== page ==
During IIHF World Girls Hockey Day on October 13, Norman was once again in Iceland, competing in the Global Girls Game. With competitors ranging in ages from six to 57 years young, it was reminiscent of the early years of the Brampton Canadettes in the 1960s, when players (including a teenaged Fran Rider) of all ages gathered on the ice for play. Although Norman may have been the most mature player competing, at 57 years young, it was a chance for young players to share ice time with one of the most underrated builders in the game today.

As cherished as the experience in Iceland represented, Norman expanded her scope, bringing TWOW to the Czech Republic. Competing in an exhibition game against HC Dracice, it may have proven to be the highlight of the anniversary season.

Making their proud presence felt in Czech Republic, the October 3 match represented the great potential of women’s ice hockey in Europe. Among the rising nations in international play, the Czech Republic competed at the 2013 IIHF Women’s World Championships in Ottawa, their debut in the event.

“What we did to finish off our year included going to the Czech Republic to play the brand new women’s team in ?eské Bud?jovice. This team had its beginnings in a conversation at the arena bar between Jan Mojzis and myself.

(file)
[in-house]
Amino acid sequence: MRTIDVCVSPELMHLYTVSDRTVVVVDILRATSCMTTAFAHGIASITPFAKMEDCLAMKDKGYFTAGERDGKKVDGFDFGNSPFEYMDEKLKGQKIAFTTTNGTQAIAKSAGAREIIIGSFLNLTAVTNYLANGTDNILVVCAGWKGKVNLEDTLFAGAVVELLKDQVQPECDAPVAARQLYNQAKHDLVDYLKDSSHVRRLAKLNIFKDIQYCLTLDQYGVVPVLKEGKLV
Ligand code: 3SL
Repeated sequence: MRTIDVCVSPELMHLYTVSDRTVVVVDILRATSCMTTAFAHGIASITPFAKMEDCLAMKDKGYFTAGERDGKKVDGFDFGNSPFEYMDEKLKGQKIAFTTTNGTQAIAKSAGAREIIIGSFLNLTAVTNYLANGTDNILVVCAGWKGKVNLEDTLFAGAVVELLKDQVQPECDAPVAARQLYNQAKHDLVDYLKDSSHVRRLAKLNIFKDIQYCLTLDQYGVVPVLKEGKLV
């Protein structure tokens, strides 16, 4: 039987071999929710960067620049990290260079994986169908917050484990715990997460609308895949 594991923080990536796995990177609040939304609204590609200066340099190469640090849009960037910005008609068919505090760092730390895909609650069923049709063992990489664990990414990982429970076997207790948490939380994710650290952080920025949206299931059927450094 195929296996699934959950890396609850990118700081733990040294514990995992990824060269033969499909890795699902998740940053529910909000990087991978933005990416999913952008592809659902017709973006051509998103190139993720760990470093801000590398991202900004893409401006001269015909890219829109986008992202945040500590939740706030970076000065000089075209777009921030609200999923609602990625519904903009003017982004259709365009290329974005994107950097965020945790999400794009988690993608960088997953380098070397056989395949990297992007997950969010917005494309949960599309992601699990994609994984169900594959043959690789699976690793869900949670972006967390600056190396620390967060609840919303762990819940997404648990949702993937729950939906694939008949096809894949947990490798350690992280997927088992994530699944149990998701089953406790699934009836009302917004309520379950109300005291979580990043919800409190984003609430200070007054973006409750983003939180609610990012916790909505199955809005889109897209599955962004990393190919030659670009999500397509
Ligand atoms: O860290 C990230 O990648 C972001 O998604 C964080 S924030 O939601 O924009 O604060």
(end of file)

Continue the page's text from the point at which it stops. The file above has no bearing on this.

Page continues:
I asked him why there were no women playing in the entire area and he responded by creating a dedicated and determined team of women. It was a huge surprise to discover that our international ‘friendly’ was televised and we played in front of 300 enthusiastic Czech fans.

That was an experience I will never forget; partly because seeing the support for this new team can only mean women’s hockey in the area will grow.”

Perhaps the most significant accomplishment of the anniversary event was the fact that Norman and the other member of TWOW have proven that hockey knows no age. Norman has a youthful vigor and infectious enthusiasm for the game that positively impacts those who grace the ice with her. As the first ten years have seen a remarkable and unprecedented growth, providing recreational women’s ice hockey with a significant voice, the game is better for the efforts of TWOW and the next 10 years are only poised to build on such momentum.   

“It is the conversations about our shared passion as much as the games themselves that encourage and support the growth of the game at a grassroots level.

For some, seeing us old folk playing with the same enthusiasm and love of the game that the 20-somethings do, brings new hope and understanding that hockey is a lifetime sport available to any and everyone.

TWOW hockey bridges generations, genders and borders. We are starting its second decade with the simple hope that hockey makes us better people and a stronger community. Our annual events continue and we are slowly including new countries.”

“All quotes obtained first hand unless otherwise indicated”

Images obtained from Facebook.
Photo credit for Furies championship photo: Brandon Taylor